Therefore, innovation, at its heart, is behavior.
That’s especially important when we begin to combine the words “adoption” and “behavior”. Innovations do not diffuse. It only appears that way on the outside looking in. Individuals adopt a new behavior. The first is inevitable. The second is not.
Think of our example of the Keto snack bar. The snack bar was an innovation at one point in the past – but not so much today. That behavior (eating a pre-packaged snack bar) has reached nearly 100% of its target population. No, the innovation here is a process and idea behavior. The process is the Ketogenic diet, and the idea is the concept of protein balance in human macronutrient consumption. There may be some technology in creating a shelf-stable “Keto” snack bar, but that technology isn’t critical to the behavior change process (although it may be a critical part of the process of whether you could produce the product at all).
Let’s use some data to help us illustrate the point:
We’re using our standard comparison formula, benchmarking “Ketogenic diets” against terms that help us highlight changes. Over the past three years, Keto (the blue line) is moving up steadily while the benchmark items remain flat or cyclical.
For our Keto snack bar entrepreneur, the true behavior to adopt is the Ketogenic diet. Given that, what conclusions could our innovator draw?
- Keto’s so-called “diffusion” won’t help any particular product other than providing a larger market. In other words, just because Keto is “hot” doesn’t mean that people will buy a Keto snack bar. We can see that in the chart – the top-ranked Google Keto product company fails to get any “boost” from general interest in Ketogenic diets.
- The innovation of Keto (as a scientific concept) isn’t as important as the change in behavior. Just because people are talking about Keto does not mean they have changed behavior (in fact, many of those who talk about it the most don’t actually follow it – or even know quite what it is). Our entrepreneur should focus on finding evidence of behavior change. Search behavior is one way to do that, but diet survey data is better.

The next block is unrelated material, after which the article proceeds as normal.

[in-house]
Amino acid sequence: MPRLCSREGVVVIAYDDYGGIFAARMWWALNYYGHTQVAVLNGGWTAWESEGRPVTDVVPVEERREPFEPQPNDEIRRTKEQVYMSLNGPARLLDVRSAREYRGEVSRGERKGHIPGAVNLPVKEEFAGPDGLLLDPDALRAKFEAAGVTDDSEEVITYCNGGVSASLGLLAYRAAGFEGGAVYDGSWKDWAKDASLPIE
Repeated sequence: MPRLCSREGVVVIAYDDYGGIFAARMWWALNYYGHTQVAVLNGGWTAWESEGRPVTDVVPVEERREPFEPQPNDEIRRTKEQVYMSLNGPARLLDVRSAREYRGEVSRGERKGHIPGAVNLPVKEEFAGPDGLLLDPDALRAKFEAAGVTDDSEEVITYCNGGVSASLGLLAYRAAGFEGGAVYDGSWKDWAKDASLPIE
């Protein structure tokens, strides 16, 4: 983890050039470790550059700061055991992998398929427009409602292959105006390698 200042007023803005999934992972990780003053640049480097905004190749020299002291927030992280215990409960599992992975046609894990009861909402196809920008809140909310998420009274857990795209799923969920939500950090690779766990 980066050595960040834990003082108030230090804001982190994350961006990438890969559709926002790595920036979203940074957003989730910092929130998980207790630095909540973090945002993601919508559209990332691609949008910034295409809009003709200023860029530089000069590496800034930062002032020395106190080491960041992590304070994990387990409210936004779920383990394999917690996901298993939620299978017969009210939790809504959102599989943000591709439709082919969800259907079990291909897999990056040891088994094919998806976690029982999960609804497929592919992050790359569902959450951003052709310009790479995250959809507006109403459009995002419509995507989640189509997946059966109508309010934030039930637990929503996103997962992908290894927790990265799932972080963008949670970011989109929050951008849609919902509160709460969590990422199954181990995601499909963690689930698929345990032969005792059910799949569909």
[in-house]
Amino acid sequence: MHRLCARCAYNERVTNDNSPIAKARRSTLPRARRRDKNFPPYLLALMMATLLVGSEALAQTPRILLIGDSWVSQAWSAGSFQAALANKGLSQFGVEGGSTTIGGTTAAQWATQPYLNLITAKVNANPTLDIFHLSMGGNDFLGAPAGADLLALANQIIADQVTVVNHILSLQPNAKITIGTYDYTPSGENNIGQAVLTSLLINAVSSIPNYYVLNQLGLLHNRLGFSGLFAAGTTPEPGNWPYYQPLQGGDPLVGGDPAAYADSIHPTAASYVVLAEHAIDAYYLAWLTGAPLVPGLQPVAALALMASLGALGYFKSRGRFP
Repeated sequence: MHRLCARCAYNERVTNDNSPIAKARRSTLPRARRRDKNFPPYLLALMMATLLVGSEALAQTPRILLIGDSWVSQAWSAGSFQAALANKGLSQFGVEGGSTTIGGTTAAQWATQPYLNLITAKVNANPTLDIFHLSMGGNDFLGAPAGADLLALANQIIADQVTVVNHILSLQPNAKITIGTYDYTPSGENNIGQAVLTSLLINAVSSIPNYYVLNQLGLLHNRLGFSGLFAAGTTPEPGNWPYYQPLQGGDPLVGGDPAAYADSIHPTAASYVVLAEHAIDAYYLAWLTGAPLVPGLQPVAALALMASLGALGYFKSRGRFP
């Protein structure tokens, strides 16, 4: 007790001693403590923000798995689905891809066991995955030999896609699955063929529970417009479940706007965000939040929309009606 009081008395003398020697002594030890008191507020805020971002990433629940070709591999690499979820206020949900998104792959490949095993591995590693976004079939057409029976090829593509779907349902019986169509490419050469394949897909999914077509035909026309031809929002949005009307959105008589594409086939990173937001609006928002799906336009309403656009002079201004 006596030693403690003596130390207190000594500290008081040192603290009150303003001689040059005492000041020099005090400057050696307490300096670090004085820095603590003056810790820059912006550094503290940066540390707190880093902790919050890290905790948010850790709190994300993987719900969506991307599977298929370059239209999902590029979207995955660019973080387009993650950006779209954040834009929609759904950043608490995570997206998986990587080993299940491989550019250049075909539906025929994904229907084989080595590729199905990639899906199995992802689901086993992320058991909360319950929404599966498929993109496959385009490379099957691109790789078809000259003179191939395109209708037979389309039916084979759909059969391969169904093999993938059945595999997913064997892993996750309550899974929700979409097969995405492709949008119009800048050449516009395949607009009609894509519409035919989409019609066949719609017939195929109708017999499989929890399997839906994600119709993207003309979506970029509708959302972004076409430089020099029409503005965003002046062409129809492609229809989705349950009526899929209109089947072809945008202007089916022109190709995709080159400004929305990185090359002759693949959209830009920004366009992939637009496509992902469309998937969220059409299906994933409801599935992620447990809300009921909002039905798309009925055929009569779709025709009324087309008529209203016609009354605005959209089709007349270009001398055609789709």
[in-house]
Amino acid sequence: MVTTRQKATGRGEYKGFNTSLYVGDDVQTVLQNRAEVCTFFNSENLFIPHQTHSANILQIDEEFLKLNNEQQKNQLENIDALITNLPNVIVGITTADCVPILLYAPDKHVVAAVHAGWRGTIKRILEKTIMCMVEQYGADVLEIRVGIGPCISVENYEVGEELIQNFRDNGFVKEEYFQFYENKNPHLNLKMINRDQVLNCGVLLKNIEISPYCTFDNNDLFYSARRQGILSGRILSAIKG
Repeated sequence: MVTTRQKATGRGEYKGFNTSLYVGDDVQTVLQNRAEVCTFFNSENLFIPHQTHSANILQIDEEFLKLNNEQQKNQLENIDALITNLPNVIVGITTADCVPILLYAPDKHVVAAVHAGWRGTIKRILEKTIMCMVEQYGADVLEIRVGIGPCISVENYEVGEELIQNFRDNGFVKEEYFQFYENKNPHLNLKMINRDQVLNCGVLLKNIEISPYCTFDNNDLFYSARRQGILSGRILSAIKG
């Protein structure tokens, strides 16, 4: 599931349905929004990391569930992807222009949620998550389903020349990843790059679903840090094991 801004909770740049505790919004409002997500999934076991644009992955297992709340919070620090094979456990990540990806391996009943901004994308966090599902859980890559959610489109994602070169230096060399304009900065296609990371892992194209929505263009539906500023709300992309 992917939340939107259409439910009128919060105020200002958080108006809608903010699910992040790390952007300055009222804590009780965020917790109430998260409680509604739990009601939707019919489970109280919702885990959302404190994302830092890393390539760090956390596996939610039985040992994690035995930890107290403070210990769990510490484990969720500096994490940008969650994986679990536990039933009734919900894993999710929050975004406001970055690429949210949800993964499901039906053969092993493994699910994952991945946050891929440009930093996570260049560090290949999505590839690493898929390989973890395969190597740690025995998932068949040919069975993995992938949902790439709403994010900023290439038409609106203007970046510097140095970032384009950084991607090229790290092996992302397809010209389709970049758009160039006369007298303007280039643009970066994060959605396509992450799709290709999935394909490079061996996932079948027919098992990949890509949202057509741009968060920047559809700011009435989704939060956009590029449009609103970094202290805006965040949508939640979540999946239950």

- To that point, what if people are interested, but have not yet changed behavior? Shouldn’t our Keto snack bar entrepreneur work to educate the market on Keto to help boost its own market? No. Not if they don’t want to run out of money. The “education” process is slow and thankless. And per point #1, just because people follow the Keto diet, doesn’t mean they will purchase your product. Our entrepreneur should watch the market, follow the adoption path, and focus on linking the prior behavior before the Keto diet (snack bar consumption) with the new behavior change.
Words matter. Diffusion of Innovations happens at the population level. Change of behaviors happens at the individual level. You always sell one to one.
Stop planning to address a market opportunity. Start making the most of feedback loops.
One of the most persistent criticisms of Rogers’ work is that it assumes a sender-receiver model of communication. A technology diffuses into a population, the population does not diffuse into the technology. To put it more simply, the people buying microwave ovens didn’t change the microwave oven as a technology.
That’s ridiculous, of course, and even more so now with software-driven products. The true innovation process is iterative and dynamic, with the innovation itself morphing as it is adopted by larger groups of people. Much of the bias in Rogers’ thought process comes from the dominant view of the communications process at the time – a mechanistic view of “sender-channel-receiver” born of telephone communications in the 1940s and 1950s.
This process isn’t limited by the type of innovation, but it is most visible in “idea” or “policy” innovations. Family leave policies at modern corporations are a clear example. The early innovation was guaranteed family leave for mothers for a certain amount of time. That was extended early on to adoptive mothers. Then to fathers (albeit for a shorter period of time). Then to fathers for a longer period of time. Then to same-sex couples. And so on. As the original innovation “diffused” within the corporate population (restated: as individual corporations adopted the policies), and people used them, the original innovation changed both in scope and intent.
Behavior patterns also change as technologies as they are adopted: Smartphones are an obvious example.